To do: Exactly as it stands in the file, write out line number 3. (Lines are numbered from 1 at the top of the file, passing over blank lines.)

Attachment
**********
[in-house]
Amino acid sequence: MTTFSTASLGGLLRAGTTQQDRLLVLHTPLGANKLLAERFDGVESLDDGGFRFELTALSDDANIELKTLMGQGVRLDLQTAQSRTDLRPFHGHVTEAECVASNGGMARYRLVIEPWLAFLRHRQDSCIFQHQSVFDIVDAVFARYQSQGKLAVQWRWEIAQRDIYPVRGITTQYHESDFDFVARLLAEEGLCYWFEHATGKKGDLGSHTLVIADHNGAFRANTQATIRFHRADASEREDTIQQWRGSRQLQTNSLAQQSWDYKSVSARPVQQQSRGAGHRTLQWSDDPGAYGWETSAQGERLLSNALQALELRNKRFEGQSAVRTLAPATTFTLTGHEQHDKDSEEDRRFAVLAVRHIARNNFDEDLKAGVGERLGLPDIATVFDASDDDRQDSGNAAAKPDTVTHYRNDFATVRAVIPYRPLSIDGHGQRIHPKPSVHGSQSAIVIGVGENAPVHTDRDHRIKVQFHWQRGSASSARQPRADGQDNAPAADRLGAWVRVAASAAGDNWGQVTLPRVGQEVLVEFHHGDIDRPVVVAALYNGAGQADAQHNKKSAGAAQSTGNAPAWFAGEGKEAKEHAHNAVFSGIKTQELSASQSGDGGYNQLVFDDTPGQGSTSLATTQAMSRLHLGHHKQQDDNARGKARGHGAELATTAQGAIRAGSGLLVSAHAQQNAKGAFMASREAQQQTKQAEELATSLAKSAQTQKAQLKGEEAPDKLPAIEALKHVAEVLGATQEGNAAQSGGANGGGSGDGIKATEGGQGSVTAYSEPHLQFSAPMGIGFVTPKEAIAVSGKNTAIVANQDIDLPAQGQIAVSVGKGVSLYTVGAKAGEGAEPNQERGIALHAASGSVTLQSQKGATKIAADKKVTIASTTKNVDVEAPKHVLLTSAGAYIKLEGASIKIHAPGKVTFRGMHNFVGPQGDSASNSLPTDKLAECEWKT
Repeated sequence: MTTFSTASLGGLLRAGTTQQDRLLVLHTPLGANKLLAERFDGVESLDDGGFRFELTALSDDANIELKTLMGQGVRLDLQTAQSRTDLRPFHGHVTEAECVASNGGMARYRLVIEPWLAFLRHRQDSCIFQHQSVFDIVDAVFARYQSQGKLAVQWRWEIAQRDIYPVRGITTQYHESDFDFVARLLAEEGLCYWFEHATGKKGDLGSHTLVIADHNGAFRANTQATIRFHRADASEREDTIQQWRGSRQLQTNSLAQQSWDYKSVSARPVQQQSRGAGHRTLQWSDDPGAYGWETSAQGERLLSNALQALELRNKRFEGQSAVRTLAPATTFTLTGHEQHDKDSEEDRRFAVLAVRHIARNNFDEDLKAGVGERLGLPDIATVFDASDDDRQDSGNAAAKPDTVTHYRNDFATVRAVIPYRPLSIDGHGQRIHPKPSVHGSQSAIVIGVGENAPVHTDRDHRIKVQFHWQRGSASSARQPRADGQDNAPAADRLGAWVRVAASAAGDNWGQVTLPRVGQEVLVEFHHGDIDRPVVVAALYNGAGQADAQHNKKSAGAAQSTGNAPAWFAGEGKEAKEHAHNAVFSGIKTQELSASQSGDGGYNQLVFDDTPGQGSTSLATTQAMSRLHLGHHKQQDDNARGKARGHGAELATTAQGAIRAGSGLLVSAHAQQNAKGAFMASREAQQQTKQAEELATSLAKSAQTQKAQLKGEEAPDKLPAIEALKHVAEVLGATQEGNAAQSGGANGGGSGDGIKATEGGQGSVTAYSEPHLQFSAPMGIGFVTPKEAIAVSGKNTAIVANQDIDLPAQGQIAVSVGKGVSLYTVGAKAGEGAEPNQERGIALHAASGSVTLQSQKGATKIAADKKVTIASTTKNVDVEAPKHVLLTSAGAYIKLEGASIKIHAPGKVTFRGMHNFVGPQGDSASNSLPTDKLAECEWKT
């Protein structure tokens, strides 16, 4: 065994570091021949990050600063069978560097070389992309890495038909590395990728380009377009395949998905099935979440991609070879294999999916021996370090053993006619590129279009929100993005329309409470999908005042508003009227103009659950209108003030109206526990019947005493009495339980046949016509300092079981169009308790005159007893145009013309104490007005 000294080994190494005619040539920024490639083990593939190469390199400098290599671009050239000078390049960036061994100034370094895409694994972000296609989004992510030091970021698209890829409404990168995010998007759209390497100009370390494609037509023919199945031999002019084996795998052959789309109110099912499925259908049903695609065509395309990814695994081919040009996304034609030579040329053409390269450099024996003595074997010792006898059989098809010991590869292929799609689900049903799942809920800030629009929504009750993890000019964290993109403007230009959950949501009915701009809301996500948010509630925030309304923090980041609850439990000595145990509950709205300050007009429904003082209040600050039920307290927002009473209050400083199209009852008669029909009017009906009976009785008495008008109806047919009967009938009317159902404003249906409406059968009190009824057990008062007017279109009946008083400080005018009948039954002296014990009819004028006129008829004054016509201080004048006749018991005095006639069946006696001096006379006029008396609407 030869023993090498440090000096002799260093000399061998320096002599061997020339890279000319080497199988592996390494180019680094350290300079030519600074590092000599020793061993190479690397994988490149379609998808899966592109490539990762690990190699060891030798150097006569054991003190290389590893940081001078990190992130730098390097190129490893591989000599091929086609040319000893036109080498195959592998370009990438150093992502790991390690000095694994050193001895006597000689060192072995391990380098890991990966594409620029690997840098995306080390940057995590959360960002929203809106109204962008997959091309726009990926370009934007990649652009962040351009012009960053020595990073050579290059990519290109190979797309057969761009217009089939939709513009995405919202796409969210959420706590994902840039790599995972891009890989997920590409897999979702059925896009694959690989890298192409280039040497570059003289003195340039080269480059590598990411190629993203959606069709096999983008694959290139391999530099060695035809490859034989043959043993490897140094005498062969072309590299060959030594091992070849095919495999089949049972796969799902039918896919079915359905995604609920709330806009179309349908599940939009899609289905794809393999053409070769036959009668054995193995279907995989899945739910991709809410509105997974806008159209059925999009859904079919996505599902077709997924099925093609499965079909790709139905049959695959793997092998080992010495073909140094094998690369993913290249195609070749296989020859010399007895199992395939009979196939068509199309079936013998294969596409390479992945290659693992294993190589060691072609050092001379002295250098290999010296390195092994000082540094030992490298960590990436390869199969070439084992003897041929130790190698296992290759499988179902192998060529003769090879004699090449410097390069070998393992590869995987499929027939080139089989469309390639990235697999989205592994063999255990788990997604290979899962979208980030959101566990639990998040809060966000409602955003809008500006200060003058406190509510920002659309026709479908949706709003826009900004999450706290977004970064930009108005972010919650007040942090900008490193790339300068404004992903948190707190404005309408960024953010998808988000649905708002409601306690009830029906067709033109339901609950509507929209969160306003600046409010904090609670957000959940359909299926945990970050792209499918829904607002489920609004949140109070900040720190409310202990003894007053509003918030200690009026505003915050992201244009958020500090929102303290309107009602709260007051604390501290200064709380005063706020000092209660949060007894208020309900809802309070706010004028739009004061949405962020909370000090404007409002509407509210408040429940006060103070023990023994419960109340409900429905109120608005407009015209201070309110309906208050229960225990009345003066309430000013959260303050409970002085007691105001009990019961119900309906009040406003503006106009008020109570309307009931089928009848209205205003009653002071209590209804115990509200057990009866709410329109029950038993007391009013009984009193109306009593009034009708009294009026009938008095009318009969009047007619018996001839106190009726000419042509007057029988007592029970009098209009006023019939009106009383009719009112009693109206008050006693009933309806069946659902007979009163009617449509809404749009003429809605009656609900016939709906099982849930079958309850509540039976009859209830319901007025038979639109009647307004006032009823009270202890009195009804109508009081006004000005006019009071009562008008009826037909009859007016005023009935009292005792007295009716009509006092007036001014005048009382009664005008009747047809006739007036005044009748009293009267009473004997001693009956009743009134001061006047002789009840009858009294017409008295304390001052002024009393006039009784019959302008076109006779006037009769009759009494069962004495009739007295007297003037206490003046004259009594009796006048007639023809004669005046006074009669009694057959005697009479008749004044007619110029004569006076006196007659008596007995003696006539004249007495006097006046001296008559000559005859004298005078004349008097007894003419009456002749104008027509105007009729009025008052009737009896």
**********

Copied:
Repeated sequence: MTTFSTASLGGLLRAGTTQQDRLLVLHTPLGANKLLAERFDGVESLDDGGFRFELTALSDDANIELKTLMGQGVRLDLQTAQSRTDLRPFHGHVTEAECVASNGGMARYRLVIEPWLAFLRHRQDSCIFQHQSVFDIVDAVFARYQSQGKLAVQWRWEIAQRDIYPVRGITTQYHESDFDFVARLLAEEGLCYWFEHATGKKGDLGSHTLVIADHNGAFRANTQATIRFHRADASEREDTIQQWRGSRQLQTNSLAQQSWDYKSVSARPVQQQSRGAGHRTLQWSDDPGAYGWETSAQGERLLSNALQALELRNKRFEGQSAVRTLAPATTFTLTGHEQHDKDSEEDRRFAVLAVRHIARNNFDEDLKAGVGERLGLPDIATVFDASDDDRQDSGNAAAKPDTVTHYRNDFATVRAVIPYRPLSIDGHGQRIHPKPSVHGSQSAIVIGVGENAPVHTDRDHRIKVQFHWQRGSASSARQPRADGQDNAPAADRLGAWVRVAASAAGDNWGQVTLPRVGQEVLVEFHHGDIDRPVVVAALYNGAGQADAQHNKKSAGAAQSTGNAPAWFAGEGKEAKEHAHNAVFSGIKTQELSASQSGDGGYNQLVFDDTPGQGSTSLATTQAMSRLHLGHHKQQDDNARGKARGHGAELATTAQGAIRAGSGLLVSAHAQQNAKGAFMASREAQQQTKQAEELATSLAKSAQTQKAQLKGEEAPDKLPAIEALKHVAEVLGATQEGNAAQSGGANGGGSGDGIKATEGGQGSVTAYSEPHLQFSAPMGIGFVTPKEAIAVSGKNTAIVANQDIDLPAQGQIAVSVGKGVSLYTVGAKAGEGAEPNQERGIALHAASGSVTLQSQKGATKIAADKKVTIASTTKNVDVEAPKHVLLTSAGAYIKLEGASIKIHAPGKVTFRGMHNFVGPQGDSASNSLPTDKLAECEWKT